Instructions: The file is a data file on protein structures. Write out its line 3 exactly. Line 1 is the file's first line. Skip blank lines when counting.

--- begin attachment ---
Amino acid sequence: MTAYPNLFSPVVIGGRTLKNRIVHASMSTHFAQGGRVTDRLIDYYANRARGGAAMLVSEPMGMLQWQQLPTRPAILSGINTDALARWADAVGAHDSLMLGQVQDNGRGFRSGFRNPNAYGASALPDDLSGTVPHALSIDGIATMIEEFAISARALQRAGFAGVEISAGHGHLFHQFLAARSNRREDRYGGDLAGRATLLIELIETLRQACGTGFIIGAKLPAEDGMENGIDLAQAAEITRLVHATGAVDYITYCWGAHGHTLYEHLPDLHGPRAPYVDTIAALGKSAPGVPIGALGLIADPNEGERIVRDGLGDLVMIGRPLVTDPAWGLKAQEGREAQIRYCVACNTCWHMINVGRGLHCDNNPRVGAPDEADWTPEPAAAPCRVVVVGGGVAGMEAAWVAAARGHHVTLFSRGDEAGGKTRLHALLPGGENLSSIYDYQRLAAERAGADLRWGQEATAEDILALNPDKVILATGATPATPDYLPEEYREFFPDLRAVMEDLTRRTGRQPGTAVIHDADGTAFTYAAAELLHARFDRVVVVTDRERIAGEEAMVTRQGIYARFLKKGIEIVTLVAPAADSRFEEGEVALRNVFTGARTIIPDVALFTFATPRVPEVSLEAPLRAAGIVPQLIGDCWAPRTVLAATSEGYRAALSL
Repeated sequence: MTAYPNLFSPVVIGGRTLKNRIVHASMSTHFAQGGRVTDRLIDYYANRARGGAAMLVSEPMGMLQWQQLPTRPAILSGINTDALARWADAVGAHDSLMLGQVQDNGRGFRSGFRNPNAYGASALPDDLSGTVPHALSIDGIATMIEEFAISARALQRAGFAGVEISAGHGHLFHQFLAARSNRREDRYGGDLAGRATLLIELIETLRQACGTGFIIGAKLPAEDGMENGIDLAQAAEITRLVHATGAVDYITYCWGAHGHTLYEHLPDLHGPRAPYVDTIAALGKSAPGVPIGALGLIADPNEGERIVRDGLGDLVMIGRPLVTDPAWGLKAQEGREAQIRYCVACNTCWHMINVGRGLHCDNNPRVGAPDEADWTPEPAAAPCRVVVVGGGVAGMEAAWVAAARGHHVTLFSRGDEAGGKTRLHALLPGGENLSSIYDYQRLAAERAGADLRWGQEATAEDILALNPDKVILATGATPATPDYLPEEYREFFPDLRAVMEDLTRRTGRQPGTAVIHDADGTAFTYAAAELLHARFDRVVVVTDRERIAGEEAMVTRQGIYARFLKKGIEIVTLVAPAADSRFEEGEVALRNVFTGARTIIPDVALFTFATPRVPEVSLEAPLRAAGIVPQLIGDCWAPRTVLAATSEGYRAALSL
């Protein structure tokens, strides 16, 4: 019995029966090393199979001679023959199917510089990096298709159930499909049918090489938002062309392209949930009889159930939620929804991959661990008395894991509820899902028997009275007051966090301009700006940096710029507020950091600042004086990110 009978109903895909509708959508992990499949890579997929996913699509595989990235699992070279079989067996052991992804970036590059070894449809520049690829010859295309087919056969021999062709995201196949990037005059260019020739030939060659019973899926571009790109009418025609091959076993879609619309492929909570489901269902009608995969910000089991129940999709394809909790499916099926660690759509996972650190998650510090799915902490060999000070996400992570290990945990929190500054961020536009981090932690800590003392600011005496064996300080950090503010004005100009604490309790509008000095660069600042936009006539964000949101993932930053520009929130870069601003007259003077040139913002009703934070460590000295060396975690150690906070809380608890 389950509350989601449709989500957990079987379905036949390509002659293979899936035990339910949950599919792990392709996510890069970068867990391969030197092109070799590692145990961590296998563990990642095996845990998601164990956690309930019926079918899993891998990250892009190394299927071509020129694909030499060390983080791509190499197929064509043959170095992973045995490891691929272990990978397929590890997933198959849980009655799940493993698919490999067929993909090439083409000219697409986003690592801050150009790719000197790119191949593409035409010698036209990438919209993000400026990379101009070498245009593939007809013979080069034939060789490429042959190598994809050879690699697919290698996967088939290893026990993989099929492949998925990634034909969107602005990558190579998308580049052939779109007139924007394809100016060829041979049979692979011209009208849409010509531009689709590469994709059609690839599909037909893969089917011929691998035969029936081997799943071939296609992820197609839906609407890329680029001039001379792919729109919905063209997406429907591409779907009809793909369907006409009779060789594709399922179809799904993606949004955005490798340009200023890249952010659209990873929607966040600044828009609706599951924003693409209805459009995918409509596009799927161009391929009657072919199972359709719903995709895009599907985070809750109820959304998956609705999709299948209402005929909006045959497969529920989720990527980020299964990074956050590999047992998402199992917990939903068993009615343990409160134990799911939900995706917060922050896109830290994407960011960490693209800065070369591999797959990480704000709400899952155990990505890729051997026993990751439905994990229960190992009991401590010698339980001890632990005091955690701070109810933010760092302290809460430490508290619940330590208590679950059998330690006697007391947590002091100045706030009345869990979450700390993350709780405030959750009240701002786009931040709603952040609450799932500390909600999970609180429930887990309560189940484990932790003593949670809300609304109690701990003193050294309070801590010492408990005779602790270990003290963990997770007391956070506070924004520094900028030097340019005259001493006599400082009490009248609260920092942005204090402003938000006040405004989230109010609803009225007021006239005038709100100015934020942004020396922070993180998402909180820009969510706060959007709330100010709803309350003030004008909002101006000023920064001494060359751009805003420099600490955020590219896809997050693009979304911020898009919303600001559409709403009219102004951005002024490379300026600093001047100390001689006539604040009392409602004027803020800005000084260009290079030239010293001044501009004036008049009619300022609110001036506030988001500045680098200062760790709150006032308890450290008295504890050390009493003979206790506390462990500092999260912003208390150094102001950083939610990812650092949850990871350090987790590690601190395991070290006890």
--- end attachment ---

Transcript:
């Protein structure tokens, strides 16, 4: 019995029966090393199979001679023959199917510089990096298709159930499909049918090489938002062309392209949930009889159930939620929804991959661990008395894991509820899902028997009275007051966090301009700006940096710029507020950091600042004086990110 009978109903895909509708959508992990499949890579997929996913699509595989990235699992070279079989067996052991992804970036590059070894449809520049690829010859295309087919056969021999062709995201196949990037005059260019020739030939060659019973899926571009790109009418025609091959076993879609619309492929909570489901269902009608995969910000089991129940999709394809909790499916099926660690759509996972650190998650510090799915902490060999000070996400992570290990945990929190500054961020536009981090932690800590003392600011005496064996300080950090503010004005100009604490309790509008000095660069600042936009006539964000949101993932930053520009929130870069601003007259003077040139913002009703934070460590000295060396975690150690906070809380608890 389950509350989601449709989500957990079987379905036949390509002659293979899936035990339910949950599919792990392709996510890069970068867990391969030197092109070799590692145990961590296998563990990642095996845990998601164990956690309930019926079918899993891998990250892009190394299927071509020129694909030499060390983080791509190499197929064509043959170095992973045995490891691929272990990978397929590890997933198959849980009655799940493993698919490999067929993909090439083409000219697409986003690592801050150009790719000197790119191949593409035409010698036209990438919209993000400026990379101009070498245009593939007809013979080069034939060789490429042959190598994809050879690699697919290698996967088939290893026990993989099929492949998925990634034909969107602005990558190579998308580049052939779109007139924007394809100016060829041979049979692979011209009208849409010509531009689709590469994709059609690839599909037909893969089917011929691998035969029936081997799943071939296609992820197609839906609407890329680029001039001379792919729109919905063209997406429907591409779907009809793909369907006409009779060789594709399922179809799904993606949004955005490798340009200023890249952010659209990873929607966040600044828009609706599951924003693409209805459009995918409509596009799927161009391929009657072919199972359709719903995709895009599907985070809750109820959304998956609705999709299948209402005929909006045959497969529920989720990527980020299964990074956050590999047992998402199992917990939903068993009615343990409160134990799911939900995706917060922050896109830290994407960011960490693209800065070369591999797959990480704000709400899952155990990505890729051997026993990751439905994990229960190992009991401590010698339980001890632990005091955690701070109810933010760092302290809460430490508290619940330590208590679950059998330690006697007391947590002091100045706030009345869990979450700390993350709780405030959750009240701002786009931040709603952040609450799932500390909600999970609180429930887990309560189940484990932790003593949670809300609304109690701990003193050294309070801590010492408990005779602790270990003290963990997770007391956070506070924004520094900028030097340019005259001493006599400082009490009248609260920092942005204090402003938000006040405004989230109010609803009225007021006239005038709100100015934020942004020396922070993180998402909180820009969510706060959007709330100010709803309350003030004008909002101006000023920064001494060359751009805003420099600490955020590219896809997050693009979304911020898009919303600001559409709403009219102004951005002024490379300026600093001047100390001689006539604040009392409602004027803020800005000084260009290079030239010293001044501009004036008049009619300022609110001036506030988001500045680098200062760790709150006032308890450290008295504890050390009493003979206790506390462990500092999260912003208390150094102001950083939610990812650092949850990871350090987790590690601190395991070290006890």